Sandra Fluke, the Georgetown University law student who became a national figure during the debate over the administration’s contraception mandate, will introduce President Obama at a campaign stop in Denver on Wednesday, a campaign spokesman confirmed to The Hill.
Earlier this year, the White House took political heat over the mandate, under which employers' insurers must provide birth control to their employees without a co-pay. Critics said it was a violation of religious liberty.
Under pressure from religious groups, Obama announced an “accommodation” meant to allow exceptions from the mandate for Catholic hospitals and other religiously affiliated groups, although critics said the accommodation didn’t go far enough. The mandate went into effect five days ago.
Fluke, a women’s-rights activist, first entered the debate when she was not allowed to testify at a House Oversight Committee hearing on the mandate. The move by Oversight Committee Chairman Darrell Issa (R-Calif.) backfired after photos of the initial all-male panel of witnesses went viral and sparked a segment on “Saturday Night Live.”
But Rush Limbaugh took the controversy to another level when he said Georgetown students are apparently “having so much sex they’re going broke,” called Fluke a “slut” and a “prostitute” and suggested she videotape her sexual activities and post them online for people to see, since taxpayers would be paying for her contraception through the mandate.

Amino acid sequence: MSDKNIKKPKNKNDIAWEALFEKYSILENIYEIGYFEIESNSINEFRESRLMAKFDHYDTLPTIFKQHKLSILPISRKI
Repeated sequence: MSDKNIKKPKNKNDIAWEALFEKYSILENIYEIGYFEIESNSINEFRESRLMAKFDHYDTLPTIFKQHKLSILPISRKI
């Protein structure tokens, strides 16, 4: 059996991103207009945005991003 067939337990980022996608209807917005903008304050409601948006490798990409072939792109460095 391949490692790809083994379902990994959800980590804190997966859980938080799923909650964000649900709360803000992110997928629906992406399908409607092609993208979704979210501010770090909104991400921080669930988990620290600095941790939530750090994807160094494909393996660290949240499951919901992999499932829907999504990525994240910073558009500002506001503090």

Limbaugh’s language was denounced by lawmakers on both sides, but Democrats believed they had struck political gold in the comments, which they thought could draw female voters to Obama and their party in the fall.
Obama waded into the controversy by calling Fluke and offering her support and encouragement before she went on a national television interview.
Earlier in the campaign cycle, Democrats accused Republicans of wanting to “turn back the clock” on women’s issues as part of a broader “war on women.” Republicans shot back that the real war on women was female unemployment, which they said was due to Obama’s failed economic policies.
The president has enjoyed a wide lead over Mitt Romney among female voters throughout the campaign, but Colorado is a critical swing state and the president will need his base to turn out in force if he’s to win the state again.
Obama leads Romney by 3 percent in Colorado, according to the RealClearPolitics average of polls.